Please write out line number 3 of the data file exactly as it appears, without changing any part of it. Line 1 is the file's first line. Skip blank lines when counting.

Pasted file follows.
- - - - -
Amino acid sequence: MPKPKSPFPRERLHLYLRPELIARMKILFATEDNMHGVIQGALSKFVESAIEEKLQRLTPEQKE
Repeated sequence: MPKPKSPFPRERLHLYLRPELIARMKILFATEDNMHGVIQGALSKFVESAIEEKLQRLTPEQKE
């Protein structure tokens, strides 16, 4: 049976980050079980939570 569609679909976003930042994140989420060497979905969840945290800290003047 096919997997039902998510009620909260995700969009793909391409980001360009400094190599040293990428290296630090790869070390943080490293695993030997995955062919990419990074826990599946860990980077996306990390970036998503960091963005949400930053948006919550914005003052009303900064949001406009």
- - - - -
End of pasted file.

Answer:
């Protein structure tokens, strides 16, 4: 049976980050079980939570 569609679909976003930042994140989420060497979905969840945290800290003047 096919997997039902998510009620909260995700969009793909391409980001360009400094190599040293990428290296630090790869070390943080490293695993030997995955062919990419990074826990599946860990980077996306990390970036998503960091963005949400930053948006919550914005003052009303900064949001406009």